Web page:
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The Philippines breaks ground for the country’s first smart farm

The Philippines breaks ground for the country’s first smart farm

According
to an announcement
made by the Department of Science and Technology (DOST), the DOST-Philippine
Council for Industry, Energy, and Emerging Technology Research and Development
(DOST-PCIEERD) is funding the country’s first smart farm.

The
smart farm is a facility for the Smart Plant Production in Controlled
Environments (SPICE), a P128-million pioneering research program that will
promote urban farming and high-tech plant conservation. Teaming up to develop
the SPICE are two institutes from the University of the Philippines (UP): Diliman
Institute of Biology and Electrical and Electronics Engineering Institute and
Los Baños Institute of Biology.

“The core of this project is not only the
development of new technology, but also, on a macro perspective, to ensure that
we can protect our country’s rich biodiversity,” said DOST Undersecretary for
R&D Dr Rowena Cristina Guevara. 

This
program aims to lead the research and development for the design of a
stand-alone urban farm system and establish protocols for micropropagation,
cryopreservation, and nursery management of rare, endangered, and economically
valuable native plant species.

Modern
farming methods like vertical farming, micropropagation, cryopreservation, and
hydroponics will be practiced to grow native plants in an environment wherein
the climate, the lighting, and the irrigation system can be monitored,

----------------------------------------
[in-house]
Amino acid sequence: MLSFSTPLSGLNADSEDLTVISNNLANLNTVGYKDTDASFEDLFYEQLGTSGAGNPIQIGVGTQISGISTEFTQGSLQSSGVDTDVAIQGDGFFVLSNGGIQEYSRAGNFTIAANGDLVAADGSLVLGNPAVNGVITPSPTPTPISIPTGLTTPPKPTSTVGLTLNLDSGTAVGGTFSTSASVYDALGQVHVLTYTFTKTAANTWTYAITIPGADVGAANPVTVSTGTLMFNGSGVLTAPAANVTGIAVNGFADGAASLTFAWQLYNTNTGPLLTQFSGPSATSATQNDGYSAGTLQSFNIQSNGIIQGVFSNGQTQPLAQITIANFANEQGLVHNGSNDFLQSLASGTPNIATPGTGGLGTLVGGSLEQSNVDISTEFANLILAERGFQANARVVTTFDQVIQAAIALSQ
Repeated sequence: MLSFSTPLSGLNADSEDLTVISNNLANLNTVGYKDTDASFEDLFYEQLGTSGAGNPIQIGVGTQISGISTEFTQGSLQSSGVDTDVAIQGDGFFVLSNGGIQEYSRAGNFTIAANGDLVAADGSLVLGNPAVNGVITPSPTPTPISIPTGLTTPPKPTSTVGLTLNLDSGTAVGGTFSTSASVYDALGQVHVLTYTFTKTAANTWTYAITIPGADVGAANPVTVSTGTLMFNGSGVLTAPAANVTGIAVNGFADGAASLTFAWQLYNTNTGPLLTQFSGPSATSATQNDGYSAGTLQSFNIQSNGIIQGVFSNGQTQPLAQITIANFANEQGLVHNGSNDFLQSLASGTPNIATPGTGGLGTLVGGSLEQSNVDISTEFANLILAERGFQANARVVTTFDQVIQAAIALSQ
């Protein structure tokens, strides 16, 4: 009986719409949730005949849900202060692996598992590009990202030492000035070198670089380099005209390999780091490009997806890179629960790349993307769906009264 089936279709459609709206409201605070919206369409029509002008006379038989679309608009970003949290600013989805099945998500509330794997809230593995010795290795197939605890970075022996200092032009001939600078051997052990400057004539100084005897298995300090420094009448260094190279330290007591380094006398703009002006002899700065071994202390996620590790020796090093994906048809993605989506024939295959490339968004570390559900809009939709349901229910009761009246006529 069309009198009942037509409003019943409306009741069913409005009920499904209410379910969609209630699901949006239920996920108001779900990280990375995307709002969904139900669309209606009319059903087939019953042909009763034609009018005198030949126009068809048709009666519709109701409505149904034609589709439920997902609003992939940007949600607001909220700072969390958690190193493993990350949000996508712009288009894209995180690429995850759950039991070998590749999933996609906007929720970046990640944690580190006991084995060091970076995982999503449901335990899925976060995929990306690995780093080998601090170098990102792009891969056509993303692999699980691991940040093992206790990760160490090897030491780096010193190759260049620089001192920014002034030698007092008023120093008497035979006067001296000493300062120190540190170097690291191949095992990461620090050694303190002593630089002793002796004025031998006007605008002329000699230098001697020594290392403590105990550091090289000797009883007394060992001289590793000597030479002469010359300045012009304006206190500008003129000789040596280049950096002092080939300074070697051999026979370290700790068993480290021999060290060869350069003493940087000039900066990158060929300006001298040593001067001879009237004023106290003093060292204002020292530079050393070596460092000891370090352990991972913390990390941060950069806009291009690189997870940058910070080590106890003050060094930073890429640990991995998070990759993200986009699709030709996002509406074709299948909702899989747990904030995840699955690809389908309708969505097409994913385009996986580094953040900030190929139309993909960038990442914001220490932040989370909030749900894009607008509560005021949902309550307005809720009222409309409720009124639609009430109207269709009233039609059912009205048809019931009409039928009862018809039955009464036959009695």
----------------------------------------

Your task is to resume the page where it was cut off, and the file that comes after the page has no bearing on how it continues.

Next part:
controlled, and changed real-time through the use of electronics, sensors, and
automation.

In
turn, such technology will yield efficient crop production and also take away
the image of farming as a labour-intensive, backbreaking type of work.

Credit: University of the Philippines

According
to the press
release
by the University, College of Science Dean Ong stressed the
importance of the nursery as it will ensure the protection of the country’s
rich biodiversity. Meanwhile, Executive Vice President Herbosa also underscored
the valuable effort of the project and its role in knowledge sharing and
expertise promotion.

Aside
from the technical features of the project, the facility is envisioned to
include a “living laboratory” where visitors can see the various technologies
employed and store where they can buy fresh vegetables grown on-site.

The
smart farm will be housed at the DOST-Advanced Science and Technology
Institute’s Nursery of Indigenous and Endemic Plants in Quezon City.

Also present in the ceremony were: National
Scientist and Professor Emeritus Edgardo D. Gomez; Executive Vice President
Teodoro J. Herbosa; College of Science Dean Perry S. Ong; Institute of Biology
Director Ernelea P. Cao; Deputy Director for Research and Extension of the
Institute of Biology Jonathan A. Anticamara; Project leader and Institute of
Biology Assistant Professor Dr. Jessica D. Rey; and Office of the Campus
Architect Director Enrico B. Tabafunda.

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